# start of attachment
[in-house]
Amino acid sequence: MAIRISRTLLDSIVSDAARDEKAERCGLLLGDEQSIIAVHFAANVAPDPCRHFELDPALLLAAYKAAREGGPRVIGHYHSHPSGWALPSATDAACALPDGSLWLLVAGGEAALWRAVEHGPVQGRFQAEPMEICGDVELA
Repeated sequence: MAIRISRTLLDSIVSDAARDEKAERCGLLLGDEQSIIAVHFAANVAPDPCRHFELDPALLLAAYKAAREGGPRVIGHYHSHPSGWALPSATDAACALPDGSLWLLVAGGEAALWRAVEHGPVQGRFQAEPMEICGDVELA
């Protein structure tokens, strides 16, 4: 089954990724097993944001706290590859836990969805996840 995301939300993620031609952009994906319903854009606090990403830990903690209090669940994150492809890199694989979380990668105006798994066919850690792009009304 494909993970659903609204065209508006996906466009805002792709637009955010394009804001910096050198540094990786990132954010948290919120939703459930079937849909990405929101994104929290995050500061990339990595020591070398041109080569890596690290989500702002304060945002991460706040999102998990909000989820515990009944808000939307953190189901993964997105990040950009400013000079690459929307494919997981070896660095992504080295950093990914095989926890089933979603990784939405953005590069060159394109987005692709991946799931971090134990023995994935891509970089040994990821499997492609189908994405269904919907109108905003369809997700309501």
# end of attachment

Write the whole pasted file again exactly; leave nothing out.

[in-house]
Amino acid sequence: MAIRISRTLLDSIVSDAARDEKAERCGLLLGDEQSIIAVHFAANVAPDPCRHFELDPALLLAAYKAAREGGPRVIGHYHSHPSGWALPSATDAACALPDGSLWLLVAGGEAALWRAVEHGPVQGRFQAEPMEICGDVELA
Repeated sequence: MAIRISRTLLDSIVSDAARDEKAERCGLLLGDEQSIIAVHFAANVAPDPCRHFELDPALLLAAYKAAREGGPRVIGHYHSHPSGWALPSATDAACALPDGSLWLLVAGGEAALWRAVEHGPVQGRFQAEPMEICGDVELA
């Protein structure tokens, strides 16, 4: 089954990724097993944001706290590859836990969805996840 995301939300993620031609952009994906319903854009606090990403830990903690209090669940994150492809890199694989979380990668105006798994066919850690792009009304 494909993970659903609204065209508006996906466009805002792709637009955010394009804001910096050198540094990786990132954010948290919120939703459930079937849909990405929101994104929290995050500061990339990595020591070398041109080569890596690290989500702002304060945002991460706040999102998990909000989820515990009944808000939307953190189901993964997105990040950009400013000079690459929307494919997981070896660095992504080295950093990914095989926890089933979603990784939405953005590069060159394109987005692709991946799931971090134990023995994935891509970089040994990821499997492609189908994405269904919907109108905003369809997700309501």